Attacks on supply chains are growing in numbers and complexity. In the last two months since the initiation of the Russia-Ukraine war, inbound attacks from APT groups targeted at shipping, surface transport, retail warehouses, pharma APT supply entities, oil and gas, and coal mining sectors have risen significantly. Spillover attacks on several other enterprises which depend on these entities have also grown. The attacks are coming from known APT groups in South East Asia and Russia and seem to be oriented towards creating a large-scale disruption.
It is therefore no surprise that the National Institute of Standards and Technology (NIST) has updated its foundational cybersecurity supply chain risk management (C-SCRM) guidance to enable enterprises to improve their security measures as they go about acquiring and adding more technology products and services to their infrastructure.
NIST has issued a revised publication called Cybersecurity Supply Chain Risk Management Practices for Systems and Organizations (NIST Special Publication 800-161 Revision 1). This publication, according to NIST, offers guidance and inputs on identifying, assessing, and responding to all types of cybersecurity risks spread across all supply chain levels of an organization.
The document acknowledges the challenges in securing supply chains arising from an information asymmetry that exists between acquiring enterprises and their suppliers and service providers. It goes on to say “that acquirers often lack visibility and understanding of how acquired technology is developed, integrated, and deployed and how the services that they acquire are delivered”
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Here are the highlights of NIST’s new revision:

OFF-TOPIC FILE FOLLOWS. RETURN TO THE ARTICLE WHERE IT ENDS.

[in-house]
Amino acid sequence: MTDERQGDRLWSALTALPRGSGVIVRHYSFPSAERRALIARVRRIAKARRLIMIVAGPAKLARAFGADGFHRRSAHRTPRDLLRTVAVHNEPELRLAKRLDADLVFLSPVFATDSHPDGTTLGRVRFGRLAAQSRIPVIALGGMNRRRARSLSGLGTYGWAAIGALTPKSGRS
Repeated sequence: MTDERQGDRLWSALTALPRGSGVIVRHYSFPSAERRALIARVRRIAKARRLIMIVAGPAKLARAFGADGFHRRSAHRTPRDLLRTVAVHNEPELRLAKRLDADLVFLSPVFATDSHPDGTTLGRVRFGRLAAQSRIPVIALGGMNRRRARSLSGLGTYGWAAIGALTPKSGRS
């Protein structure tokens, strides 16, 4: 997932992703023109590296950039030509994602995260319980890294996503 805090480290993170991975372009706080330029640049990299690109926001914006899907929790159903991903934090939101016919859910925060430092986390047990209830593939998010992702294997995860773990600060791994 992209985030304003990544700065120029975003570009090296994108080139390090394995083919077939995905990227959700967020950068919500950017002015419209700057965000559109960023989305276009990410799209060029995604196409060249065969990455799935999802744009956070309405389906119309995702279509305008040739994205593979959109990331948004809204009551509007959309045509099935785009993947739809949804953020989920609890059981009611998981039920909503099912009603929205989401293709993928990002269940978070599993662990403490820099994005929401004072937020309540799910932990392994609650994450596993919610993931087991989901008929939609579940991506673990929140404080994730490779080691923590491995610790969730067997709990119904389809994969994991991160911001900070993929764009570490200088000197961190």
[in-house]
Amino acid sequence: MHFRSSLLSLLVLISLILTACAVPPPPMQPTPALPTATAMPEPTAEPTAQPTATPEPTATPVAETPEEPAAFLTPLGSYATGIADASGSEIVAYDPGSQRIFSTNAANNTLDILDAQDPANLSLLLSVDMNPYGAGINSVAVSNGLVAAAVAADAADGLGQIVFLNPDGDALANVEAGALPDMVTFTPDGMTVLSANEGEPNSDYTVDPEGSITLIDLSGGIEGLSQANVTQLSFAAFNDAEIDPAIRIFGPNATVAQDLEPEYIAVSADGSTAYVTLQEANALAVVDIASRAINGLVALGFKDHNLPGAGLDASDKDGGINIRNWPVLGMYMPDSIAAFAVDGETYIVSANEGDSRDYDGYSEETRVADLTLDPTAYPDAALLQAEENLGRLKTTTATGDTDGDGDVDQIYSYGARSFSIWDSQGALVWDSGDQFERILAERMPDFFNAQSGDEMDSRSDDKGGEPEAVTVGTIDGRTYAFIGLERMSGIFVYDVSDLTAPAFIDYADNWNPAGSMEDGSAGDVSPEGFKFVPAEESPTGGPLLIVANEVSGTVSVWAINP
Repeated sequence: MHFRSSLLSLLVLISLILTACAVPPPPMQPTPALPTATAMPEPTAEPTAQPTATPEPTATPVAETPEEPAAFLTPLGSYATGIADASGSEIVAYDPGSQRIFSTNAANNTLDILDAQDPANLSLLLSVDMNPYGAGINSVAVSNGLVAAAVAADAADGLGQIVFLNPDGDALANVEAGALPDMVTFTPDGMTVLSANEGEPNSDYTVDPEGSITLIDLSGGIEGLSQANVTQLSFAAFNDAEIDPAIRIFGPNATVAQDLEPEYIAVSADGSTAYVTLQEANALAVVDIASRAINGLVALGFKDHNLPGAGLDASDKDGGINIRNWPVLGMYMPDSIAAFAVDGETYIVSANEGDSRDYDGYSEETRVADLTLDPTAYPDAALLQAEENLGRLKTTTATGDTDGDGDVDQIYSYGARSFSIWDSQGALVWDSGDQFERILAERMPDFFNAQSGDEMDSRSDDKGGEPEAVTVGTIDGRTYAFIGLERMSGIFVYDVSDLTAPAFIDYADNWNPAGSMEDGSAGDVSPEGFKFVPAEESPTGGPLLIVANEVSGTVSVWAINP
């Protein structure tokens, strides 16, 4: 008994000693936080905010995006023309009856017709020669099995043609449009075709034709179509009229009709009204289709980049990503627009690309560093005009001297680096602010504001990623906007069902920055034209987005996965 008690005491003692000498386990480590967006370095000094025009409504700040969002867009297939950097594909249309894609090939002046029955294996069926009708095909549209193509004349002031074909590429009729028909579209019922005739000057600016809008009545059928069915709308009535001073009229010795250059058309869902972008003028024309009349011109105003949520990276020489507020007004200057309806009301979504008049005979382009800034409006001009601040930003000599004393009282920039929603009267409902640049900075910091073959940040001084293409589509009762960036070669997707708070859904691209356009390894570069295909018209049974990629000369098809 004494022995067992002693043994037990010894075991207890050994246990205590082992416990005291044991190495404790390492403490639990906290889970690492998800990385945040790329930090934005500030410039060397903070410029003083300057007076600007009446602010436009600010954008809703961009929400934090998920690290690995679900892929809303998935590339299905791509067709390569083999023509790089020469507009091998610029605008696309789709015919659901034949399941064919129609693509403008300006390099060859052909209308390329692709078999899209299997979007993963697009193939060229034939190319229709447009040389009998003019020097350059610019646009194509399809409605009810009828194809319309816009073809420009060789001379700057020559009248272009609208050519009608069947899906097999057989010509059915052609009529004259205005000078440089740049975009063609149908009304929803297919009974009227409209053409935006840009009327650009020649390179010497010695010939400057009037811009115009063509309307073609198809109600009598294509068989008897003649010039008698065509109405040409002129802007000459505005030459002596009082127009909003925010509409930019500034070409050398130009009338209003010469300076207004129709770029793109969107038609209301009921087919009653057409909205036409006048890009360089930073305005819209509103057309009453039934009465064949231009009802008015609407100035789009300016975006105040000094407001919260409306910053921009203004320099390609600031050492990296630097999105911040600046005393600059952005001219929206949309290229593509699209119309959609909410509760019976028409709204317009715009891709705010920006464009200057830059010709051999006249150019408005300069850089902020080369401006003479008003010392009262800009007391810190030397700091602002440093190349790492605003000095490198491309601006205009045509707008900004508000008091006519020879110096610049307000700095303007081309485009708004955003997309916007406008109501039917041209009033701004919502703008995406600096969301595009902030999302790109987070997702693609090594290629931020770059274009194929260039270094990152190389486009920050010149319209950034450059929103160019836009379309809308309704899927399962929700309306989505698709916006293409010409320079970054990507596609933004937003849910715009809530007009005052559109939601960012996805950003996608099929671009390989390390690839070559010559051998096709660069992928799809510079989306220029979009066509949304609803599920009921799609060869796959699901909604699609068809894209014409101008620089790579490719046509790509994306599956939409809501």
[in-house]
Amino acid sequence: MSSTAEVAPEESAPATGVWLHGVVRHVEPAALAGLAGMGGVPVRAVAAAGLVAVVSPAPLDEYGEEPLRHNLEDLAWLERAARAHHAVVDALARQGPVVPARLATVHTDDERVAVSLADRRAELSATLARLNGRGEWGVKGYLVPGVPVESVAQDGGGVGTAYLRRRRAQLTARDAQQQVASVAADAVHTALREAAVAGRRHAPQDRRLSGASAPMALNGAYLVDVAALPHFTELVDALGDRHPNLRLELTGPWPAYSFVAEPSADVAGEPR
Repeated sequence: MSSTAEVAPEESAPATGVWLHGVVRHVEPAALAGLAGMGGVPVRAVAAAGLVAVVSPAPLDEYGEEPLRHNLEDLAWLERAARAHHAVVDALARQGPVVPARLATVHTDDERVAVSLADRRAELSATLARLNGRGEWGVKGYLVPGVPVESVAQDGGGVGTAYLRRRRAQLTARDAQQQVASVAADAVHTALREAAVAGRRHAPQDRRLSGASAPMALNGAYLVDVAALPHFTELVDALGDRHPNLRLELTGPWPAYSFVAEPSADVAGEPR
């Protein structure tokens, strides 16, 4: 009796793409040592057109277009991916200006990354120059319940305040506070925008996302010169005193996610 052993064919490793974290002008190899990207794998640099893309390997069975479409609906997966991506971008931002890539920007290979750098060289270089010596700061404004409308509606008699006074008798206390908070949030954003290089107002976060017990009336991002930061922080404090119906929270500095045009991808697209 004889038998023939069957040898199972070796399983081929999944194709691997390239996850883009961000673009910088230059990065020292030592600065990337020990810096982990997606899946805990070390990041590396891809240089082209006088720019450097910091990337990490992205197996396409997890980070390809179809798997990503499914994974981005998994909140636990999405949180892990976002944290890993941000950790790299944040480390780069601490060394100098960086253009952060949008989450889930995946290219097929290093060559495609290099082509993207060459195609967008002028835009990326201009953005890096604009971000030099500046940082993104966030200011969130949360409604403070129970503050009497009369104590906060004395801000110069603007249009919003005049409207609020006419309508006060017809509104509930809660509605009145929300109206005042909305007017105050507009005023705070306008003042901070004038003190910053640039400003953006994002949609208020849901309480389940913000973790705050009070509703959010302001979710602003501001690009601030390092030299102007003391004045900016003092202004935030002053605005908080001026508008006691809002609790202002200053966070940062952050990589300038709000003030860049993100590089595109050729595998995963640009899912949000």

- The publication outlines key steps that organizations can adopt to manage supply chain risks
- Organizations are encouraged to view vulnerabilities associated with the whole production process of a finished product and its components. This covers the entire development footprint covering the journey these components took individually
- Specific attention is drawn to the possibility of malware ingress or cyberattack from different points across the chain
- The practices and controls described for Cybersecurity Supply Chain Risk Management (C-SCRM) apply to both information technology (IT) and operational technology (OT) environments and is inclusive of IoT
- Recommends integration of supply chain risk management into the overall enterprise risk management process. The enterprise risk management as part of a continuous and iterative process should include:
- Frame risk. Establish the context for risk-based decisions and the current state of the enterprise’s information and communications technology and services and the associated supply chain.
- Assess risk. Review and interpret criticality, threat, vulnerability, likelihood, impact, and related information.
- Respond to risk. Select, tailor, and implement mitigation controls based on risk assessment findings.
- Monitor risk. Monitor risk exposure and the effectiveness of mitigating risk on an ongoing basis, including tracking changes to an information system or supply chain using effective enterprise communications and a feedback loop for continuous improvement
- Enterprises need to aim to infuse perspectives from multiple disciplines and processes (e.g., information security, procurement, enterprise risk management, engineering, software development, IT, legal, HR, etc.)
- Interestingly the document recommends that enterprises should look at managing risks rather than eliminating them as risks are essential for the pursuit of value
- Talks about various models for managing supply chain risks such as centralized, decentralized, hybrid
- Outlines critical success factors
- Lays emphasis on putting in place multidisciplinary foundational supply chain risk management practices to engage successfully with system integrators
- Recommends establishment of explicit collaborative and discipline-specific roles, accountabilities, structures, and processes for supply chain, cybersecurity, product security, physical security, and other relevant processes
- The annexure contains various controls that various types of enterprises (manufacturers, suppliers, users) can use to improve their supply chain security practices
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